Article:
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DULUTH — Duluth's downtown and surrounding area could be filled with up to 2,500 new housing units in the next five years, a study shows.

The city commissioned the downtown housing feasibility study as part of a larger effort to revamp the area as it emerges from the COVID-19 pandemic and wrestles with a longtime housing shortage.

With a 21% office space vacancy rate in 2022, the way to fill sidewalks with people again is with residents, said Kristi Stokes, president of Downtown Duluth, a nonprofit that promotes the city's waterfront businesses.

The study is "hopefully a roadmap," she said, for what's to come in the downtown and Central Hillside neighborhoods. It was conducted by Zimmerman/Volk Associates of New Jersey, which does residential market analyses.

But new developments and office space conversions depend on the city's willingness to make it easier for prospective builders, Laurie Volk, an executive with the firm, told a room full of business owners, developers, city staff and bankers Tuesday.

Help with building re-use regulations and the creation of a gap financing fund are both good ways to address the area's high development costs, she said.

"We had many interviews before we produced this study, and I heard over and over and over again about how expensive it is to develop in Duluth," Volk said.

The city already has a $16 million Housing Trust Fund to assist with development projects.

Downtowns are "the heartbeat of a community," and housing development is a critical piece of that, said Chad Ronchetti, the city's new planning and economic development director. "We don't want to be a hurdle; we want to be a partner."

The 100-plus page study included cost estimates for market rate and affordable housing, and likely demand for rentals, single-family homes, condominiums and townhomes.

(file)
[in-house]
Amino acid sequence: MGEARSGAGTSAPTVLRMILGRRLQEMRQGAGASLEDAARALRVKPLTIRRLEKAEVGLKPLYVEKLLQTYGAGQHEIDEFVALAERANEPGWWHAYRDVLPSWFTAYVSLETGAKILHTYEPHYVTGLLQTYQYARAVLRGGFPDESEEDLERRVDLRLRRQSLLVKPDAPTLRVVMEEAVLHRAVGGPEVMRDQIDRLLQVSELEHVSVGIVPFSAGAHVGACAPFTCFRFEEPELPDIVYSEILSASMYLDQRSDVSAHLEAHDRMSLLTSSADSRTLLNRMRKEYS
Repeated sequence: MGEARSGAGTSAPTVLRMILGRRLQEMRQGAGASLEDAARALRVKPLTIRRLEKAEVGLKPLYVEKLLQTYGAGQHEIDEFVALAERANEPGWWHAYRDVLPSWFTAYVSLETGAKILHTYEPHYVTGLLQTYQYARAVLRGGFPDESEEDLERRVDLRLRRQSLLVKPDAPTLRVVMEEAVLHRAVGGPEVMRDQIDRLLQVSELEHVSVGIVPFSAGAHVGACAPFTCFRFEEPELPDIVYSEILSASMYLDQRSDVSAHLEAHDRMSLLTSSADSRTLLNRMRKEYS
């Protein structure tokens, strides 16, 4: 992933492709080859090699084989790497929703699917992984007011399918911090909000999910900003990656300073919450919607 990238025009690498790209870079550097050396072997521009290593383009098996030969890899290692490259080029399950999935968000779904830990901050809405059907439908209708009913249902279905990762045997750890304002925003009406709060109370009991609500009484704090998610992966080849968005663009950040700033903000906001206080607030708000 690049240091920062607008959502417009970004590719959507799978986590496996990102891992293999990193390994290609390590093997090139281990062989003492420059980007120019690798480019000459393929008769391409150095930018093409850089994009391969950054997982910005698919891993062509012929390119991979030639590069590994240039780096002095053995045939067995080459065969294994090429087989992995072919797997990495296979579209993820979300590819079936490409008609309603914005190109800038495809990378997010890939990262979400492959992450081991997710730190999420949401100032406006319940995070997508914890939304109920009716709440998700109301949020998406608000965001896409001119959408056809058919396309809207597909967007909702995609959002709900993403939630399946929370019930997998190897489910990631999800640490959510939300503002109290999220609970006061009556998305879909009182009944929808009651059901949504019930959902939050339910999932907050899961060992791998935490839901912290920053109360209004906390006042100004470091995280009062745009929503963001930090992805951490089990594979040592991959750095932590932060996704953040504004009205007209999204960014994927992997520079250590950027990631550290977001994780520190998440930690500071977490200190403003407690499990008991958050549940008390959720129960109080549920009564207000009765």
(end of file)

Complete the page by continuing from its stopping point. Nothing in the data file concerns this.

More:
It says an annual average of nearly 2,200 households across a spectrum of incomes makes up the market for housing in the downtown area over the next five years, with about 8,000 households making up the market potential for the entire city. More than half of the 8,000 is expected to be people moving within the city.

Mayor Emily Larson said the size and density of Duluth's downtown "makes this kind of study feel really possible to put into action quickly." Several other major downtown projects are newly completed or in progress, including the new St. Mary's Medical Center, the potential Northern Lights Express train and public library, and a new downtown housing project to be announced this week.

Returning to the level of use the area enjoyed before the pandemic means building density, she said, which will help support the rest of the city.

"What we know from other communities ... is that a significant portion of the property tax that is collected is yielded from downtown activity," Larson said. "And so it is really true when you invest in your downtown, it does end up supporting the rest of the community because the rest of the community cannot ... subsidize downtown."